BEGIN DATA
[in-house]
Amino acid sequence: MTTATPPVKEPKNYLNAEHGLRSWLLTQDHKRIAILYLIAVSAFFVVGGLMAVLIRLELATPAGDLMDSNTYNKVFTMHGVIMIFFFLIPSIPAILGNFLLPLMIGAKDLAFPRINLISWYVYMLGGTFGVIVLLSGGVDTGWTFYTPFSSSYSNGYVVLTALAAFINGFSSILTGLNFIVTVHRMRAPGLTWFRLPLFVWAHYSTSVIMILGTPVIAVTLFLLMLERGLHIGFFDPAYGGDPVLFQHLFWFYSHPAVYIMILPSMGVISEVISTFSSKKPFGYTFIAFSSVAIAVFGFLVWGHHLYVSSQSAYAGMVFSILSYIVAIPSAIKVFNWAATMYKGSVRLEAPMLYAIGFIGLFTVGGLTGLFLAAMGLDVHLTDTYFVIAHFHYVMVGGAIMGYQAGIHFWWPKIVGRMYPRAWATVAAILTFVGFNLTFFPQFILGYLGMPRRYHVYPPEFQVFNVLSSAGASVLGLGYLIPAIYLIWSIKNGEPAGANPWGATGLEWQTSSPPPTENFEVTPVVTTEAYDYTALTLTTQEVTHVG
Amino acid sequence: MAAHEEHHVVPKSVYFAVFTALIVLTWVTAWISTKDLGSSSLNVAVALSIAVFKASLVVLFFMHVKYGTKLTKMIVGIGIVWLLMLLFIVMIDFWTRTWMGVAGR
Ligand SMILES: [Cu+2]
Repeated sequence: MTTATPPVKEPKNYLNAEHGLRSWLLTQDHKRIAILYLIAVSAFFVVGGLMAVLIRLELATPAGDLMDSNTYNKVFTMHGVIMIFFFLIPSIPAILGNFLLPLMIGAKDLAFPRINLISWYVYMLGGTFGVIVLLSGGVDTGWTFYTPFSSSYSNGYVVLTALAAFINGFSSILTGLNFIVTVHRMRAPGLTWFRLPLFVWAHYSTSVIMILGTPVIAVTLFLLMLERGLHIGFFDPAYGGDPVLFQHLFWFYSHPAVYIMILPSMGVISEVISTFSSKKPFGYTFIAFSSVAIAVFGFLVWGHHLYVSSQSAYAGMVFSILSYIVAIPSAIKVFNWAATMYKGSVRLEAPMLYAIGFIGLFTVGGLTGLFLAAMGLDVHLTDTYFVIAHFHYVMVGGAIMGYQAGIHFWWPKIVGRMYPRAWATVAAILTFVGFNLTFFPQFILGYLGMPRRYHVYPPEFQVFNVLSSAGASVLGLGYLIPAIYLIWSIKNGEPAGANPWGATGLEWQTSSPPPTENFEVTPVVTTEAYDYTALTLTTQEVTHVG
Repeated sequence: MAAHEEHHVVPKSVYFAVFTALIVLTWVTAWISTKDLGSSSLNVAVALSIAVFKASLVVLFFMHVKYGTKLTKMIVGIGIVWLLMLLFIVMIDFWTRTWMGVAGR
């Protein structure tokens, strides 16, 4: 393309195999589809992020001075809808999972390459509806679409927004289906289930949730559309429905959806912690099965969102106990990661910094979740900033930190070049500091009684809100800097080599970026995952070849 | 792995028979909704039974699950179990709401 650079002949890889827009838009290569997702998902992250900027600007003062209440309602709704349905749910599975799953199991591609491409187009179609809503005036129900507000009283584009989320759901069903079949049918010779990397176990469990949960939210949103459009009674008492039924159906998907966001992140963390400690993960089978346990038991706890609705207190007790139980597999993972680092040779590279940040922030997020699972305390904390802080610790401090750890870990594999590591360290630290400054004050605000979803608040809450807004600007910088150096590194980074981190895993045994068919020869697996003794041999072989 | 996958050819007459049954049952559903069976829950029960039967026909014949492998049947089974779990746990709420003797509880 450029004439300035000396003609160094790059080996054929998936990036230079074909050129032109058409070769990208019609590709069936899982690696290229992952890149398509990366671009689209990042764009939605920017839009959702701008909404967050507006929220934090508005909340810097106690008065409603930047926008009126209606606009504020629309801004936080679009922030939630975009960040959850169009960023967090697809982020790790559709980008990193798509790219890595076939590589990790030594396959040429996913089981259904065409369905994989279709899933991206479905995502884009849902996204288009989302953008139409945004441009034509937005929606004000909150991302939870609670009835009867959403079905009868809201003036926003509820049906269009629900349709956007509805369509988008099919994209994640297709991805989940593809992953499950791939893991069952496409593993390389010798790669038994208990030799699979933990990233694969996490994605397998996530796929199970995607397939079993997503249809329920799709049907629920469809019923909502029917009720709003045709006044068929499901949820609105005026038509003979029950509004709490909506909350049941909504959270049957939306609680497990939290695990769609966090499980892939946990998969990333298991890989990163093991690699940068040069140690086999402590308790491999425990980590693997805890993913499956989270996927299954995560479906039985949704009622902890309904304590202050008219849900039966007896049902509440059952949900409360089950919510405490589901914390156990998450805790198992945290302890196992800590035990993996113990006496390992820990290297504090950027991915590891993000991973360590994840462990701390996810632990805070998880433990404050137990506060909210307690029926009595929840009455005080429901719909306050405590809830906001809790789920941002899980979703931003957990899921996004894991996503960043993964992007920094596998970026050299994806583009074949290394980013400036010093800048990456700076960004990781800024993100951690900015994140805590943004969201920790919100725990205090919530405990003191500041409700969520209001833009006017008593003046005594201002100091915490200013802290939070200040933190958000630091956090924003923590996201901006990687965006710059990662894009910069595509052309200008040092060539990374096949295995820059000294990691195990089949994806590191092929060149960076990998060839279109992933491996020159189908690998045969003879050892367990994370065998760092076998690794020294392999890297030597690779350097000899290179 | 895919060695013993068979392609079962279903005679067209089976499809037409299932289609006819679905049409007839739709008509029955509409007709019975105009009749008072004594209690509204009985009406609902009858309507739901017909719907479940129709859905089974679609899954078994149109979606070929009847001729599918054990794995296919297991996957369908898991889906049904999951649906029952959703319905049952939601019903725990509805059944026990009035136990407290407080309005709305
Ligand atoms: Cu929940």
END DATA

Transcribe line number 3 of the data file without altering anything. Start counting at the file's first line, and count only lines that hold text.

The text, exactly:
Amino acid sequence: MAAHEEHHVVPKSVYFAVFTALIVLTWVTAWISTKDLGSSSLNVAVALSIAVFKASLVVLFFMHVKYGTKLTKMIVGIGIVWLLMLLFIVMIDFWTRTWMGVAGR